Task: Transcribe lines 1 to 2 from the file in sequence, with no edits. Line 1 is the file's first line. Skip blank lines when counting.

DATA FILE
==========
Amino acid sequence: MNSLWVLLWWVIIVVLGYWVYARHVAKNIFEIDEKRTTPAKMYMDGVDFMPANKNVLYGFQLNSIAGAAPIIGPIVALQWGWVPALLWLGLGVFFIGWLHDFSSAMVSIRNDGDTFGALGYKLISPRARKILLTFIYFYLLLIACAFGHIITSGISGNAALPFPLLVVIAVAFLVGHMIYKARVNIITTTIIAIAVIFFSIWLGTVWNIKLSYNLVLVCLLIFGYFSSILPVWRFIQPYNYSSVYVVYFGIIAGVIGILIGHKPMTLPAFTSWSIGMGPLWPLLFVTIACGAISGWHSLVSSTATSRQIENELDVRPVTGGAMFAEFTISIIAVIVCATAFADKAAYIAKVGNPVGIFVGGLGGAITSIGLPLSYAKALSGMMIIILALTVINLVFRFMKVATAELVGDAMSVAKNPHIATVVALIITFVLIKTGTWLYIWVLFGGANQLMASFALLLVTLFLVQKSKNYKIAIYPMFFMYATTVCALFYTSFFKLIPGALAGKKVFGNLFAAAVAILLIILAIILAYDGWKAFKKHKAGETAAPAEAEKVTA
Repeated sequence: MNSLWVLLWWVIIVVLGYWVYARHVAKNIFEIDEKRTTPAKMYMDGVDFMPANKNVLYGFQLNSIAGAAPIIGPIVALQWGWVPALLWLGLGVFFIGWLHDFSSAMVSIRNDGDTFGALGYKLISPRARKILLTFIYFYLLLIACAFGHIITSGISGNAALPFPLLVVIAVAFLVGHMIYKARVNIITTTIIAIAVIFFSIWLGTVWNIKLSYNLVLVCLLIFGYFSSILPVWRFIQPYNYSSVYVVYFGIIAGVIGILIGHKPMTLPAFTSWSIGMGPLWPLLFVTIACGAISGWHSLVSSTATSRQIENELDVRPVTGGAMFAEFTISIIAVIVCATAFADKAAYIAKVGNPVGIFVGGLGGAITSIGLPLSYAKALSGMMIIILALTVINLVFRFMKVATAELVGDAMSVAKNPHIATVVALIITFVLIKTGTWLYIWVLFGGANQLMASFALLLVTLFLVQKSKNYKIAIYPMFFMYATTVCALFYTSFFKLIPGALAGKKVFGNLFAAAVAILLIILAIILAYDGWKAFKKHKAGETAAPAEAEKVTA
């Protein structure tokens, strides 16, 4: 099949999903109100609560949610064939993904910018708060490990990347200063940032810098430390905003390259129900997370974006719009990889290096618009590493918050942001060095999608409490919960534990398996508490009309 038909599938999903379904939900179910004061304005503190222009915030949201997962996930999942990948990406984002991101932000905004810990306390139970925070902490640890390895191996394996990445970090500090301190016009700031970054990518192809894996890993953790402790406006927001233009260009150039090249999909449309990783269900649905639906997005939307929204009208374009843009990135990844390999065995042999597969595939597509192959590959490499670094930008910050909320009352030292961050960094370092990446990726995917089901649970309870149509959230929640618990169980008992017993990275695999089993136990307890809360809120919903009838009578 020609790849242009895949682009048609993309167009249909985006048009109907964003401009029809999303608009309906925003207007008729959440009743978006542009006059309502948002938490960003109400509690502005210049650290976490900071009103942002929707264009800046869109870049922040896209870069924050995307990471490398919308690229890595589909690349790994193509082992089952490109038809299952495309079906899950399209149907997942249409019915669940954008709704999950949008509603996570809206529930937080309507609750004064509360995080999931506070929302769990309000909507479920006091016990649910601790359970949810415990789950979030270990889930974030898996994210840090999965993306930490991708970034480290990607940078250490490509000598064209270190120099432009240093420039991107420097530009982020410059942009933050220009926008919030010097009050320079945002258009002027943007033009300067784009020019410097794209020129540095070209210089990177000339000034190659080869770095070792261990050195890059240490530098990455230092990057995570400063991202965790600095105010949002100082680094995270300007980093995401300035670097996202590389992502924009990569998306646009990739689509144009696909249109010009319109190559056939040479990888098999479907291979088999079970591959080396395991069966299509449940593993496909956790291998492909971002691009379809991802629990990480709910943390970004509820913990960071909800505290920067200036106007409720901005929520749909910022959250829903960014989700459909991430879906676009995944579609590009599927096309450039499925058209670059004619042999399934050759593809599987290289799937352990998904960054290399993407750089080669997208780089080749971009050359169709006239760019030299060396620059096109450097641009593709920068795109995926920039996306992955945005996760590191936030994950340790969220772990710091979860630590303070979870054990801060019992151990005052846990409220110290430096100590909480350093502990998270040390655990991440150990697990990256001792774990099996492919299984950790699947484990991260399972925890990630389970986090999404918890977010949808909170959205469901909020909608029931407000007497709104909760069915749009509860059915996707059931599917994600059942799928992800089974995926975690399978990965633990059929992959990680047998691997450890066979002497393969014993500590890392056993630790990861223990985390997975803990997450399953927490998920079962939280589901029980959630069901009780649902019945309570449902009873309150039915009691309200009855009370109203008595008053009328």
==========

Amino acid sequence: MNSLWVLLWWVIIVVLGYWVYARHVAKNIFEIDEKRTTPAKMYMDGVDFMPANKNVLYGFQLNSIAGAAPIIGPIVALQWGWVPALLWLGLGVFFIGWLHDFSSAMVSIRNDGDTFGALGYKLISPRARKILLTFIYFYLLLIACAFGHIITSGISGNAALPFPLLVVIAVAFLVGHMIYKARVNIITTTIIAIAVIFFSIWLGTVWNIKLSYNLVLVCLLIFGYFSSILPVWRFIQPYNYSSVYVVYFGIIAGVIGILIGHKPMTLPAFTSWSIGMGPLWPLLFVTIACGAISGWHSLVSSTATSRQIENELDVRPVTGGAMFAEFTISIIAVIVCATAFADKAAYIAKVGNPVGIFVGGLGGAITSIGLPLSYAKALSGMMIIILALTVINLVFRFMKVATAELVGDAMSVAKNPHIATVVALIITFVLIKTGTWLYIWVLFGGANQLMASFALLLVTLFLVQKSKNYKIAIYPMFFMYATTVCALFYTSFFKLIPGALAGKKVFGNLFAAAVAILLIILAIILAYDGWKAFKKHKAGETAAPAEAEKVTA
Repeated sequence: MNSLWVLLWWVIIVVLGYWVYARHVAKNIFEIDEKRTTPAKMYMDGVDFMPANKNVLYGFQLNSIAGAAPIIGPIVALQWGWVPALLWLGLGVFFIGWLHDFSSAMVSIRNDGDTFGALGYKLISPRARKILLTFIYFYLLLIACAFGHIITSGISGNAALPFPLLVVIAVAFLVGHMIYKARVNIITTTIIAIAVIFFSIWLGTVWNIKLSYNLVLVCLLIFGYFSSILPVWRFIQPYNYSSVYVVYFGIIAGVIGILIGHKPMTLPAFTSWSIGMGPLWPLLFVTIACGAISGWHSLVSSTATSRQIENELDVRPVTGGAMFAEFTISIIAVIVCATAFADKAAYIAKVGNPVGIFVGGLGGAITSIGLPLSYAKALSGMMIIILALTVINLVFRFMKVATAELVGDAMSVAKNPHIATVVALIITFVLIKTGTWLYIWVLFGGANQLMASFALLLVTLFLVQKSKNYKIAIYPMFFMYATTVCALFYTSFFKLIPGALAGKKVFGNLFAAAVAILLIILAIILAYDGWKAFKKHKAGETAAPAEAEKVTA